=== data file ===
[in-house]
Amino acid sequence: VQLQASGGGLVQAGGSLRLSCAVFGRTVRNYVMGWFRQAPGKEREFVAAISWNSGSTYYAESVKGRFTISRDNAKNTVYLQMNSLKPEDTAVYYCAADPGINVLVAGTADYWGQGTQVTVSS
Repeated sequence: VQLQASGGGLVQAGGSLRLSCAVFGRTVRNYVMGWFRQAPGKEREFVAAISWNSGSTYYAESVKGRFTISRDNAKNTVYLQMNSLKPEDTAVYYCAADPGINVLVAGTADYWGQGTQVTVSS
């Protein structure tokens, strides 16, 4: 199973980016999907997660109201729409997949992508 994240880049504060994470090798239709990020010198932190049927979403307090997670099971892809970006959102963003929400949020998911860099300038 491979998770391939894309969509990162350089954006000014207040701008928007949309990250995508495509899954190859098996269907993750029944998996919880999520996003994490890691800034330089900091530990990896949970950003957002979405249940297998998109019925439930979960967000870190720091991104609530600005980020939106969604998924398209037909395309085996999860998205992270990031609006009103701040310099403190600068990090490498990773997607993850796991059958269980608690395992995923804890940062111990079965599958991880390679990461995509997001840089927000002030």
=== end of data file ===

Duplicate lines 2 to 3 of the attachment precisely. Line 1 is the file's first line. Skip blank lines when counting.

Amino acid sequence: VQLQASGGGLVQAGGSLRLSCAVFGRTVRNYVMGWFRQAPGKEREFVAAISWNSGSTYYAESVKGRFTISRDNAKNTVYLQMNSLKPEDTAVYYCAADPGINVLVAGTADYWGQGTQVTVSS
Repeated sequence: VQLQASGGGLVQAGGSLRLSCAVFGRTVRNYVMGWFRQAPGKEREFVAAISWNSGSTYYAESVKGRFTISRDNAKNTVYLQMNSLKPEDTAVYYCAADPGINVLVAGTADYWGQGTQVTVSS